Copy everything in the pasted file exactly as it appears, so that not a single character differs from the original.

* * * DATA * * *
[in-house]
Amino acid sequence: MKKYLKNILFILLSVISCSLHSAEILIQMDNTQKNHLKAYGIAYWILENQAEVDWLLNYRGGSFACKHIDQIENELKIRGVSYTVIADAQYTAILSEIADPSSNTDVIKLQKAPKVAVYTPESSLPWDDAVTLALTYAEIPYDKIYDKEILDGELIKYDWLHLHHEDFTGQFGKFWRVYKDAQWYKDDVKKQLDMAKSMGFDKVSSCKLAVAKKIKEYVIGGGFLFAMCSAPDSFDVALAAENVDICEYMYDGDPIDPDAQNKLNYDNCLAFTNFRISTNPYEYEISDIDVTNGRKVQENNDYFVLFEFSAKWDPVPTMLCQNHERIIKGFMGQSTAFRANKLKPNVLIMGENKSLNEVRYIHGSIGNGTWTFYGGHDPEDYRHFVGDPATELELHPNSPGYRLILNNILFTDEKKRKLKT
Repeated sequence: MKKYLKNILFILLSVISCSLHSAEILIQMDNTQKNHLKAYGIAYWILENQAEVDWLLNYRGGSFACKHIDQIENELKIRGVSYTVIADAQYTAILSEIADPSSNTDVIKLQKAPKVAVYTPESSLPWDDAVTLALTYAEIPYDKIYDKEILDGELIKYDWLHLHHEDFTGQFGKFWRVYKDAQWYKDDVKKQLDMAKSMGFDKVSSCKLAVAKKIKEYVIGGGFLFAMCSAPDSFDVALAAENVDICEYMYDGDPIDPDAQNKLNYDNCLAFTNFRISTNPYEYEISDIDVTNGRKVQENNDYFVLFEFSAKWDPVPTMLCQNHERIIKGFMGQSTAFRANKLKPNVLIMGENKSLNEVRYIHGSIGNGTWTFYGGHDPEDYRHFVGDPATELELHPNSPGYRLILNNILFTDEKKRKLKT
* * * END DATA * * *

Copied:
[in-house]
Amino acid sequence: MKKYLKNILFILLSVISCSLHSAEILIQMDNTQKNHLKAYGIAYWILENQAEVDWLLNYRGGSFACKHIDQIENELKIRGVSYTVIADAQYTAILSEIADPSSNTDVIKLQKAPKVAVYTPESSLPWDDAVTLALTYAEIPYDKIYDKEILDGELIKYDWLHLHHEDFTGQFGKFWRVYKDAQWYKDDVKKQLDMAKSMGFDKVSSCKLAVAKKIKEYVIGGGFLFAMCSAPDSFDVALAAENVDICEYMYDGDPIDPDAQNKLNYDNCLAFTNFRISTNPYEYEISDIDVTNGRKVQENNDYFVLFEFSAKWDPVPTMLCQNHERIIKGFMGQSTAFRANKLKPNVLIMGENKSLNEVRYIHGSIGNGTWTFYGGHDPEDYRHFVGDPATELELHPNSPGYRLILNNILFTDEKKRKLKT
Repeated sequence: MKKYLKNILFILLSVISCSLHSAEILIQMDNTQKNHLKAYGIAYWILENQAEVDWLLNYRGGSFACKHIDQIENELKIRGVSYTVIADAQYTAILSEIADPSSNTDVIKLQKAPKVAVYTPESSLPWDDAVTLALTYAEIPYDKIYDKEILDGELIKYDWLHLHHEDFTGQFGKFWRVYKDAQWYKDDVKKQLDMAKSMGFDKVSSCKLAVAKKIKEYVIGGGFLFAMCSAPDSFDVALAAENVDICEYMYDGDPIDPDAQNKLNYDNCLAFTNFRISTNPYEYEISDIDVTNGRKVQENNDYFVLFEFSAKWDPVPTMLCQNHERIIKGFMGQSTAFRANKLKPNVLIMGENKSLNEVRYIHGSIGNGTWTFYGGHDPEDYRHFVGDPATELELHPNSPGYRLILNNILFTDEKKRKLKT